Is it me, or does the guy in the picture look like a young James Comey?
Henry VI part III: act V
So, very belatedly, we reach the end of the road for Henry VI, and of history plays for a short while. I’m sad to say goodbye. The comedies aren’t generally my favourites, and these three HVI plays have been ones I’ve unjustly avoided until now. It’s been a brilliant rollercoaster ride.
Last time round, I said there could only be one, and finally, mercifully, someone does for Henry. And we all know who that someone is, right? Only one man for the job …
Richard, to be fair, fully justifies his complaint to Queen Elizabeth that:
Ere you were queen, yea, or your husband king,
I was a pack-horse in his great affairs;
A weeder-out of his proud adversaries, (Richard III, act I scene iii)
But before Richard can assume the role of ‘kingmaker’, the current incumbent, Warwick – that larger-than-life Brian Blessed ‘nutter’ (I think that’s the technical term) needs dealing with. Earlier in the play there appeared to be some antagonism between the two, and this surfaces properly in the final act, with Richard openly taunting Brian – oops, I mean Warwick – who responds in typically hyperbolic, multi-line sentence, kind:
I had rather chop this hand off at a blow
And with the other fling it at thy face
Than bear so low a sail to strike to thee. (Warwick: V.i.50-52)
NOT an informal, intimate, use of ‘thee’, then …
The tide is running against Warwick, though. Is there anything more dismal than seeing an ally suddenly ranged against you? An enemy within, in fact.
‘False, fleeting, perjured Clarence’ indeed. (RIII, I, iv)
Drowning in a tub of wine is too good for him (erm, spoiler alert). Coincidentally, I’ve taught that scene today, and can’t help but side with the murderers (not just because one of them is played by Bernard Hill – Theoden in LOTR – in the 1983 BBC adaptation) as they scorn his assumption of the moral high ground.
I’m sorry to see Warwick die, but as he so appositely puts it:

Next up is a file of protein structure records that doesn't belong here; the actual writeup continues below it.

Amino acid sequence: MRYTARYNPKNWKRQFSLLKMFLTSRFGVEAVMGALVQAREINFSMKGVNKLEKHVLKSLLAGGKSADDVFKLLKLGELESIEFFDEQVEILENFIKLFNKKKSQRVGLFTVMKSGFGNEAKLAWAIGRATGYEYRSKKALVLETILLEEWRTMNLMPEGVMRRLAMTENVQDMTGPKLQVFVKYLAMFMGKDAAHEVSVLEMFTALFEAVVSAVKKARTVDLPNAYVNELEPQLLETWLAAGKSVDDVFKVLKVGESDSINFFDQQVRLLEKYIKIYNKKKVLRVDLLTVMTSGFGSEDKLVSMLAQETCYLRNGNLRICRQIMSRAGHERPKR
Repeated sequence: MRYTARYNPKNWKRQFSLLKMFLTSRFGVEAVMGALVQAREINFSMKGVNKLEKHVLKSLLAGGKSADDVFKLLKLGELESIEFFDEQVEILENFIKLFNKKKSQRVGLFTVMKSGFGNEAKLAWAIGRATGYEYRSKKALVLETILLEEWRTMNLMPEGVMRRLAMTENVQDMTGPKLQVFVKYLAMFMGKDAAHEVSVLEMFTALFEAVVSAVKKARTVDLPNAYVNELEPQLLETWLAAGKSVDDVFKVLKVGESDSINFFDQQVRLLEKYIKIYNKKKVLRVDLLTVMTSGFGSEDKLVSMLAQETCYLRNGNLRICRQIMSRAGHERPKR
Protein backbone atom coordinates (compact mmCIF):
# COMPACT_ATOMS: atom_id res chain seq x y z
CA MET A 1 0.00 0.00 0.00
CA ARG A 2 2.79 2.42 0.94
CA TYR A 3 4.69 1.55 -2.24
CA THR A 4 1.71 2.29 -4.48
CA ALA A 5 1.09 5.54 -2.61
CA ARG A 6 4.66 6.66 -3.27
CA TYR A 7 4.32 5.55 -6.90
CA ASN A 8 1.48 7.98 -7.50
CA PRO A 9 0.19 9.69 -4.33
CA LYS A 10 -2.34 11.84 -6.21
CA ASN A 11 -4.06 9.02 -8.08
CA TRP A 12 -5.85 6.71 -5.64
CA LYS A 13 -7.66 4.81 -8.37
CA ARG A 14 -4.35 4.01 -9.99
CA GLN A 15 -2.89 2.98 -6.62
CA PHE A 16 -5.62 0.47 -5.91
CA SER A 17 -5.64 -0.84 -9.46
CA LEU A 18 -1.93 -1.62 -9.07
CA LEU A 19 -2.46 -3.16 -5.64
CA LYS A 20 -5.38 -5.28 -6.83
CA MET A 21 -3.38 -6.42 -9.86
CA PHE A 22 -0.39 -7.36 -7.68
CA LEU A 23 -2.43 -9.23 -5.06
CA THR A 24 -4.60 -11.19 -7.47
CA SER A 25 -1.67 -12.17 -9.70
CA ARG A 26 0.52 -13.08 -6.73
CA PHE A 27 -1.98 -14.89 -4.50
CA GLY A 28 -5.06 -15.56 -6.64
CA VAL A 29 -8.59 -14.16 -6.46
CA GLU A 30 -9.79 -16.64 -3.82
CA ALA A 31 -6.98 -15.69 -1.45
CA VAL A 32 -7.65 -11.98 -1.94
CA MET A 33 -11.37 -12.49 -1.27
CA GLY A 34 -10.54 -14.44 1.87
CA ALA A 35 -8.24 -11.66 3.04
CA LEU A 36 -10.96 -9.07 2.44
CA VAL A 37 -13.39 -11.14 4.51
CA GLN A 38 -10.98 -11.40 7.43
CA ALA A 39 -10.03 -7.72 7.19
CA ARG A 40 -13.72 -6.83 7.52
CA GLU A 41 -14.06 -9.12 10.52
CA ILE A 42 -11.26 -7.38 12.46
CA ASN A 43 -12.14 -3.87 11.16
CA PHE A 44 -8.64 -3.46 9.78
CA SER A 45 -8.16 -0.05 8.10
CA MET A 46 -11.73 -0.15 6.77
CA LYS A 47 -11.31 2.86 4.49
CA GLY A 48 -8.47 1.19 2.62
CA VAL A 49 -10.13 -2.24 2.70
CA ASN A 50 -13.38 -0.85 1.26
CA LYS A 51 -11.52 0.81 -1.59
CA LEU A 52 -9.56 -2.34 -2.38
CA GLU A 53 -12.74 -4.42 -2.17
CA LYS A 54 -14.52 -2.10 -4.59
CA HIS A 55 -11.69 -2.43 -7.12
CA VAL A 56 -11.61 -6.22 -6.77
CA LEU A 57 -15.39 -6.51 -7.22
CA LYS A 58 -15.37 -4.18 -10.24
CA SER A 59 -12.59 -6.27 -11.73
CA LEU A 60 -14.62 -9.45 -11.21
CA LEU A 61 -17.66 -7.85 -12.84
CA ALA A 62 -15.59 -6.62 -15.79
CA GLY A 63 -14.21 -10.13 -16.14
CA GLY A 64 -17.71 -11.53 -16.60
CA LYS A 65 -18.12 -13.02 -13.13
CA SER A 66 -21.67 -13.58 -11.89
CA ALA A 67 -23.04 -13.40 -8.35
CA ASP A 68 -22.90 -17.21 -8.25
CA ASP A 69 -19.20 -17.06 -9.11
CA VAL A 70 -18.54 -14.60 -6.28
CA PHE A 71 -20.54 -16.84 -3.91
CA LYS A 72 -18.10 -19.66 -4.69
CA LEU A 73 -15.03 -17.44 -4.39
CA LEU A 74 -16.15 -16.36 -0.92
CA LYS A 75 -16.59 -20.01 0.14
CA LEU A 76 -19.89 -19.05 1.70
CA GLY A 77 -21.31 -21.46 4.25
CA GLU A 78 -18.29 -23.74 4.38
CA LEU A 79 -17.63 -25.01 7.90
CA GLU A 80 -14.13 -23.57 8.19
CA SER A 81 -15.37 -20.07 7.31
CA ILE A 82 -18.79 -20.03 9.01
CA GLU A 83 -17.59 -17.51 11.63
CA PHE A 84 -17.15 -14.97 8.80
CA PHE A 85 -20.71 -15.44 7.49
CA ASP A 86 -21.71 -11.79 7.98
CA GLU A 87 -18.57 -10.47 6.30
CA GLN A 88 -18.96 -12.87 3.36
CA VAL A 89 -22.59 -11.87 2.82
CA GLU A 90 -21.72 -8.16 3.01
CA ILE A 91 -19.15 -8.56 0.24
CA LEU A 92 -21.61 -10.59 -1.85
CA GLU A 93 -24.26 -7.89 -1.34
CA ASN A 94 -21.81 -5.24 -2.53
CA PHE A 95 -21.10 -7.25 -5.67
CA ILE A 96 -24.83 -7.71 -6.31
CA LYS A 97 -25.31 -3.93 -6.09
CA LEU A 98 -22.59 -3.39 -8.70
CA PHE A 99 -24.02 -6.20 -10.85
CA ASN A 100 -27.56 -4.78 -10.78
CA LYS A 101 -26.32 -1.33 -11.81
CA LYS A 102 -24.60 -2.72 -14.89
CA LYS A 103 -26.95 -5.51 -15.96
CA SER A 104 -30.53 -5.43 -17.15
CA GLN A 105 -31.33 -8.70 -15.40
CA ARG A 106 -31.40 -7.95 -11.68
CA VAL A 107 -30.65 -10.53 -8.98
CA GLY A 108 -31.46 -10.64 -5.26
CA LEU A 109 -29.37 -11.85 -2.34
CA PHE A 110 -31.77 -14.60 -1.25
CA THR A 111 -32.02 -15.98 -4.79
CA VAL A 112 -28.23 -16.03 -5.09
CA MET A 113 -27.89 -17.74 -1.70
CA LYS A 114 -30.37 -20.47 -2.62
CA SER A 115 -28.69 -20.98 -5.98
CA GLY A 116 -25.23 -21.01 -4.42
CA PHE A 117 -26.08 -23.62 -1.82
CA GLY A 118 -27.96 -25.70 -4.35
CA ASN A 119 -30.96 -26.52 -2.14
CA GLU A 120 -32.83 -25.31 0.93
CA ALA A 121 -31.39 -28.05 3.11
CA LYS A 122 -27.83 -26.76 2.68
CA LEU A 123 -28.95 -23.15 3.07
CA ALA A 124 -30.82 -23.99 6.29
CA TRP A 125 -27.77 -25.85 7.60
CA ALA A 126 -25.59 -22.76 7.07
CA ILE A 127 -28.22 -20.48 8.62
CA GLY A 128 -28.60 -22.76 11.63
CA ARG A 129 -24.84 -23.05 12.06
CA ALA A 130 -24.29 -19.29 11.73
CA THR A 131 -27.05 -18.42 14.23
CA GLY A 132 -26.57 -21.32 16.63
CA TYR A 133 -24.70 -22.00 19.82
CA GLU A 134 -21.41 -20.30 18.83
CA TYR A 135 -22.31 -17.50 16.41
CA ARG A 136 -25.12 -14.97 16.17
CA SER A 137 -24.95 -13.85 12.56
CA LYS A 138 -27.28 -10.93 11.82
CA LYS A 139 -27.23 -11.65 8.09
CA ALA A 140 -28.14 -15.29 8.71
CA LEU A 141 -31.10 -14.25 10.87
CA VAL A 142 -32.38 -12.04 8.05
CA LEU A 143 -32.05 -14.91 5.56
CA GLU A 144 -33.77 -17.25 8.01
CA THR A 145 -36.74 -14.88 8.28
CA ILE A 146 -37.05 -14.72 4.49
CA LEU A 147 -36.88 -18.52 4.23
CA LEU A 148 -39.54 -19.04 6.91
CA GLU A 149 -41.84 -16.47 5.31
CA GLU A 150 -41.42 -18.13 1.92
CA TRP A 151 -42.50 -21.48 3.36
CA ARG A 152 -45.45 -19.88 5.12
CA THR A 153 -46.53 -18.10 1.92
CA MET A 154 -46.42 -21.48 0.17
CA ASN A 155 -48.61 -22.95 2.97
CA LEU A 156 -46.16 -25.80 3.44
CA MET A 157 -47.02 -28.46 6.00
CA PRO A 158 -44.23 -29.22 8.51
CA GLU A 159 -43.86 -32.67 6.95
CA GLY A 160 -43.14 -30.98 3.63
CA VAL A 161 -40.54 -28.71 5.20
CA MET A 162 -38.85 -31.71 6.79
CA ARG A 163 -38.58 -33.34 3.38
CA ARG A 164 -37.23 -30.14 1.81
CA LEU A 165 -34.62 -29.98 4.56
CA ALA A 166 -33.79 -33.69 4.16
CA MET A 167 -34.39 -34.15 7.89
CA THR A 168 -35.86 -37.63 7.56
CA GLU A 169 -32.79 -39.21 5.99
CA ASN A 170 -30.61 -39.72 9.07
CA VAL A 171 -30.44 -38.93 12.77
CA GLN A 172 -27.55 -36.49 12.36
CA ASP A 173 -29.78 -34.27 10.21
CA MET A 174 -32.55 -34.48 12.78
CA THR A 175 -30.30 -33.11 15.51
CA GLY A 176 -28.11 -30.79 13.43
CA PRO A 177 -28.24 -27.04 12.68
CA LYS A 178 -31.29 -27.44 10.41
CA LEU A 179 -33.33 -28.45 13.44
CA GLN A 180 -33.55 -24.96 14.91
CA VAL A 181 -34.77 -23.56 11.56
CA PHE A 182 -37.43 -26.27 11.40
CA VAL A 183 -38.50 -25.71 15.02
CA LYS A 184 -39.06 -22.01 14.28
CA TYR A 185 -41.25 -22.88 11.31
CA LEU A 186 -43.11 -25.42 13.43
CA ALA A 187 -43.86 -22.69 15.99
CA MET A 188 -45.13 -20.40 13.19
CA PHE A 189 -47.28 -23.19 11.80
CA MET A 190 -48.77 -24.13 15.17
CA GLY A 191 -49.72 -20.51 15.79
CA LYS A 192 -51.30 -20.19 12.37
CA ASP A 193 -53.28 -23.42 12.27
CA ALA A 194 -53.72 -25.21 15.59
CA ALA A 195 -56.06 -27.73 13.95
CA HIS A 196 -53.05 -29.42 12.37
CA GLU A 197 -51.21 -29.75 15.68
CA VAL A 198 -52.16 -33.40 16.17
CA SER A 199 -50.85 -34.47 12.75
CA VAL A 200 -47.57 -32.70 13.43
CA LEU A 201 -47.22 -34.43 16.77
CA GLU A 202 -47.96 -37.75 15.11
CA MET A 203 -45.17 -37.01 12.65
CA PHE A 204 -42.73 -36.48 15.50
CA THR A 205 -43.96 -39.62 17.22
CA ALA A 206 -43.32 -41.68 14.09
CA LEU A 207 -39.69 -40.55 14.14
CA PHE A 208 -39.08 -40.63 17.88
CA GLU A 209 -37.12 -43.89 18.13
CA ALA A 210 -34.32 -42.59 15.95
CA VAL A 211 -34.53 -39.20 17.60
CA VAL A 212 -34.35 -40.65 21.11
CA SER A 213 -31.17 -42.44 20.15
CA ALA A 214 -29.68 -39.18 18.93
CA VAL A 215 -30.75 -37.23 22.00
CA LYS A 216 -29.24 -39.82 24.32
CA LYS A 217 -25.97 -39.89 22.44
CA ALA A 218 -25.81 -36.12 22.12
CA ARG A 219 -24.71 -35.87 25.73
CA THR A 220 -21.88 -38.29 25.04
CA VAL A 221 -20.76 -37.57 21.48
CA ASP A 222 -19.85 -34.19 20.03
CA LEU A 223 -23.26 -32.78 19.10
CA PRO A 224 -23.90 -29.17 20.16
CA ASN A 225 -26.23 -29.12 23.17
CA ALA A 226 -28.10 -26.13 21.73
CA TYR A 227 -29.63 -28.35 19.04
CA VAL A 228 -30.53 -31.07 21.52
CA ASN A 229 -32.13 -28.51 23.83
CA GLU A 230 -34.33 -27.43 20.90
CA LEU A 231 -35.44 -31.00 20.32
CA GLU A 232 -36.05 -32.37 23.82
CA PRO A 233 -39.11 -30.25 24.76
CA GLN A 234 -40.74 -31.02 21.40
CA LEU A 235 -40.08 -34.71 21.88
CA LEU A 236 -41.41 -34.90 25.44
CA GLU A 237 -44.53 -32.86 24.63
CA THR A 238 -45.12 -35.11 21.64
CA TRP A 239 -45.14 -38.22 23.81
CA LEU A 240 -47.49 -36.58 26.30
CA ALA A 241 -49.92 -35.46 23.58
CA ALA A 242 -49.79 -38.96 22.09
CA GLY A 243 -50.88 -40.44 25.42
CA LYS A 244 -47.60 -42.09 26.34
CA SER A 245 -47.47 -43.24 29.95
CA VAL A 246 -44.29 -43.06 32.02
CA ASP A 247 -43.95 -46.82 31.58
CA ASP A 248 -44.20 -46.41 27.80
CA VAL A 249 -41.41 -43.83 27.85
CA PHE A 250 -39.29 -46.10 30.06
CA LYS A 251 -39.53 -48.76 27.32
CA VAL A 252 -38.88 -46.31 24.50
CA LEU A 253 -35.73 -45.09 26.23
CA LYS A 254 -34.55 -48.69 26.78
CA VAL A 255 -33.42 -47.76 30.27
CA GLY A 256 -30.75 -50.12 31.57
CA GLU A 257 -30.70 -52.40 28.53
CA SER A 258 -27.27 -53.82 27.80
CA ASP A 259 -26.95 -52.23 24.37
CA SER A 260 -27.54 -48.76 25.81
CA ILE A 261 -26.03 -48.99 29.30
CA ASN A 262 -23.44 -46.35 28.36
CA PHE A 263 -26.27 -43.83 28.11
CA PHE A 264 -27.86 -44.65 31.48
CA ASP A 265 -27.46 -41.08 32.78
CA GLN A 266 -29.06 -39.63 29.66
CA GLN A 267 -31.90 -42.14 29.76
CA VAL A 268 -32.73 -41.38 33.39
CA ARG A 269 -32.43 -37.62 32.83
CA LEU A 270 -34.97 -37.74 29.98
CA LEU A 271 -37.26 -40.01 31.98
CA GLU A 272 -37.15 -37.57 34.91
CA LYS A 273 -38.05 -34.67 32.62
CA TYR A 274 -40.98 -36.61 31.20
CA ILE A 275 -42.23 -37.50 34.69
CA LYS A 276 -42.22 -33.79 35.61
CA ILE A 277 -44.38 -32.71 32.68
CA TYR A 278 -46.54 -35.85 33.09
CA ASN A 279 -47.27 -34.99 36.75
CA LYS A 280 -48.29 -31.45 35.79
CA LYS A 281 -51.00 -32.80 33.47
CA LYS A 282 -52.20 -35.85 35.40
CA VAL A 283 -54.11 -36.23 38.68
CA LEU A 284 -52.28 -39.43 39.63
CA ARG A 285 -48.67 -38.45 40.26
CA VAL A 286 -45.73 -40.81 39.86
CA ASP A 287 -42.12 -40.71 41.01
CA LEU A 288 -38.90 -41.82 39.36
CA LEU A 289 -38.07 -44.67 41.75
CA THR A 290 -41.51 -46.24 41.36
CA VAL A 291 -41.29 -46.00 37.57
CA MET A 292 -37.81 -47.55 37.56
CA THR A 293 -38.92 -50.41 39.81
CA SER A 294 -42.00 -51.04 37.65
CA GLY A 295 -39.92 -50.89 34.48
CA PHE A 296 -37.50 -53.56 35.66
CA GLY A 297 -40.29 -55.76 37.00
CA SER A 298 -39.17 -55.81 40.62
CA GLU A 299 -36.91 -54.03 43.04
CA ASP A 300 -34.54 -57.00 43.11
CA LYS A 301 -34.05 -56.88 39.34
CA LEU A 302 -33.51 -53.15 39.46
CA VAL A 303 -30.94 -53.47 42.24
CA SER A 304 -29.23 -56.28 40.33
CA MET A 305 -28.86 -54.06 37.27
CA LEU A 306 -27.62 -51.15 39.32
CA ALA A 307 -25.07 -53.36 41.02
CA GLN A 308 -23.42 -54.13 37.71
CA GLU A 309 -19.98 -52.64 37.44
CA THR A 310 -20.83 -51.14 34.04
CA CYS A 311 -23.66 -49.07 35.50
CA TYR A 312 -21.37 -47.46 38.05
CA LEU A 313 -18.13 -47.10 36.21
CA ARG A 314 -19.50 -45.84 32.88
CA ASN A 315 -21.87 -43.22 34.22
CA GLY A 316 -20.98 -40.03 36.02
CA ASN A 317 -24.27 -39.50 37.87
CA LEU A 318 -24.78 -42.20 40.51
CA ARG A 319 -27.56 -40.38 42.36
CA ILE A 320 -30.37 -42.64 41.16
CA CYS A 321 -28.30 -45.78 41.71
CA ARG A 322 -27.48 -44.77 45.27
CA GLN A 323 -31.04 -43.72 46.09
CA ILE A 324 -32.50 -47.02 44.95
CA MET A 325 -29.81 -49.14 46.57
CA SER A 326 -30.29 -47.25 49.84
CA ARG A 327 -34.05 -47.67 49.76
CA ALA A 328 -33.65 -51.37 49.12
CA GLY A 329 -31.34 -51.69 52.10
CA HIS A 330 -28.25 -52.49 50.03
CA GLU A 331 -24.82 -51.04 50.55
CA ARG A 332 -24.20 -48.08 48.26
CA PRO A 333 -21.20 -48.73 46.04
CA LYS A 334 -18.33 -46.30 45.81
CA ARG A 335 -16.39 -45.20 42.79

‘Lo, now my glory smeared in dust and blood.’ (V.ii.23)
We all get there, in the end.
I love the defiance in Margaret’s rabble-rousing speech. A while back I commented on her economy when everyone was flinging questions about. Now, she uses them as part of her trademark indignation and pride. I mean, six, on consecutive lines of V.iv, as part of a fusillade of twelve? Ouch!
This is a last show of fire from Margaret before she suffers herself from the kind of ‘deliberate cruelty’ she participated in so gleefully at the play’s opening. She’s left to grieve the son she sublimated so much of her love for Suffolk into. Richard, in the meantime, exits for The Tower, to complete his ‘pack-horse’ duties …
When they next meet, Margaret will have refined her plaintive cries of
‘Butchers and villains! Bloody cannibals!’ (V.v.61)
honing it into the curses that ultimately give her the last laugh.
At The Tower, I have little time for Henry by now. Fingers in ears, Henry: ‘la la la, I’m not listening!’ Which is odd, because he says many of the things that others repeat in Richard III. Yet I almost cheer (God help me) when Richard so bluntly, viciously declares:
‘Thy son I killed for his presumption.’ (V.vi.34)
Possibly the most interesting thing Henry says is to allege that Richard was born with teeth, which Richard then riffs on, in his precursor to the opening of his own play:
‘And so I was, which plainly signified
That I should snarl, and bite and play the dog.
Then, since the heavens have shaped my body so,
Let hell make crook’d my mind to answer it. ‘ (V.vi.76-79)
All composed, as my students might say, in cool, calculating, controlled iambic pentameter. Again, like at the beginning of RIII, I get a sense of cause and effect, of the idea that he is responding to the ‘blasted’ hand that he has been dealt by Nature.
We end with Edward looking forward to a time of peace and plenty (of girls) now his opponents are finally defeated. He has no reckoning on the enemy within, though, and he should know better, after his brother Clarence’s flip-flopping. We get that delicious sense of privilege and dramatic irony with Richard’s quick aside:
‘so Judas kissed his master
And cried ‘All hail’, when he meant all harm.’ (V.vii.33-34)
Thus did Brutus, too. Perhaps an English version of Dante’s Inferno would have placed Richard down in the Ninth Circle, along with Brutus, Cassius and Judas. We now await a great (in the dual senses of huge, and of fun too) betrayal in Richard III …
Specific line references are made to the appropriate Arden Third Edition. Other references are taken from www.opensourceshakespeare.org